In many communities, he said, the final strategic plans for school districts reflect personal biases or goals.
“That is not the case here,” he said.
Board member Keith Strassner noted that because much of the new CSIP reflects the old plan, it shows that “we as a board are heading in the right direction.” But he noted, too, that the final document shows that the community expects continued growth and progress. “They push us, push us to achieve more.”
Board member Jane Haskell said the school board needs “to market what our district has done” in a better way. “We need to show off what is great,” she said.
DeSieghardt said in random polling conducted by Patron Insight, 30 percent of those called at random will have students in school, so they will be familiar with what schools are doing in the community. The other 70 percent of people will have no connection with the school district.
Zalis said all schools are required to have a strategic plan.
“Every district has to have a plan, but they don’t tell us what to put in it,” he said.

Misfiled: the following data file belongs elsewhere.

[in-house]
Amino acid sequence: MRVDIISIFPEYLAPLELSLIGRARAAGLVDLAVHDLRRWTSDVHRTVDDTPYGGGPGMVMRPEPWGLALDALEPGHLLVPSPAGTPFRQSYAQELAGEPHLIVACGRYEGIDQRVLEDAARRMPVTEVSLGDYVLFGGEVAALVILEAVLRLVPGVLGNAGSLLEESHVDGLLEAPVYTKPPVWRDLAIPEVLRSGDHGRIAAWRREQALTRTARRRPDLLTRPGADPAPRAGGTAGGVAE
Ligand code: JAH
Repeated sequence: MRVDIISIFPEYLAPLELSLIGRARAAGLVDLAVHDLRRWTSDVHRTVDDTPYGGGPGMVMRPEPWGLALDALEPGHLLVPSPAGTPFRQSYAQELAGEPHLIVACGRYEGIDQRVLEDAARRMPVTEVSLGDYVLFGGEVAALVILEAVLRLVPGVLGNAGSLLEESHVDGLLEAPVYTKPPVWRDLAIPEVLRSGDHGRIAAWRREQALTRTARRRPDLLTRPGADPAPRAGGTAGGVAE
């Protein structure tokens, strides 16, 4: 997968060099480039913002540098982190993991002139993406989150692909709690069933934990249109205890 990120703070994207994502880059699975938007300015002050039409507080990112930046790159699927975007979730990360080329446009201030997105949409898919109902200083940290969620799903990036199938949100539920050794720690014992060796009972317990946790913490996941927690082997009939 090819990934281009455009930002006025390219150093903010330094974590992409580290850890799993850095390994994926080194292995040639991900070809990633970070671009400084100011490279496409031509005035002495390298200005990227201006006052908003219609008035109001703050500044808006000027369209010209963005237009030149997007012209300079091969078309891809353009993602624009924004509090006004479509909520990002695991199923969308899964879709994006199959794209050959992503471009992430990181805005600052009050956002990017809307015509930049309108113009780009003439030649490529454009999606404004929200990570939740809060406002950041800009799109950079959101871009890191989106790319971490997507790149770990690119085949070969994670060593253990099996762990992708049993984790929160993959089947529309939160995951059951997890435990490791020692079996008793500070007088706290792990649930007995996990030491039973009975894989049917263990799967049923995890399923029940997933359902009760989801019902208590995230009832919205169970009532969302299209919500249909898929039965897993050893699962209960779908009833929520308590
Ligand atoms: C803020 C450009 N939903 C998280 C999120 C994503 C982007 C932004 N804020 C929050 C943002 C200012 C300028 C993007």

Five goals with strategies make up improvement plan

Rolla’s strategic plan, or Comprehensive School Improvement Plan (CSIP), is broken down into goals, strategies and tactics, with each tactic set on a five-year timetable. Some of the tactics are for all five years, others are for four or fewer.
“Strategies are like a destination, and tactics are the routes,” Ken DeSieghardt, CEO of Patron Insight, a consulting firm, said. Each of the routes has various “stopping off points” over the coming years.
Here’s a look at the Rolla CSIP goals and strategies from each of the subcommittees (follow-up articles will take a look at the tactics):
Parent and Community Involvement
Goal: Promote, facilitate and enhance parent, student and community involvement in district educational programs.
Strategy A: Increase the number of families/community members volunteering and/or participating in individual school and district-wide programs.
Strategy B: Increase educational awareness throughout the community on early childhood education benefits, as well as a supportive home environment for learning.
Strategy C: Build on the existing communication efforts with families and the community to enhance more broad-based awareness of the district’s strengths among community members who do not regularly come in contact with the district.
Highly Qualified Staff
Goal: Recruit, attract, develop and retain highly qualified staff to carry out the district’s mission, goals and objectives.
Strategy A: Implement and maintain a competitive salary and benefits package for all certified and non-certified staff that attracts and retains highly qualified staff.
Strategy B: Promote a positive working environment for all certified and non-certified staff.
Resources, Facilities and Support Services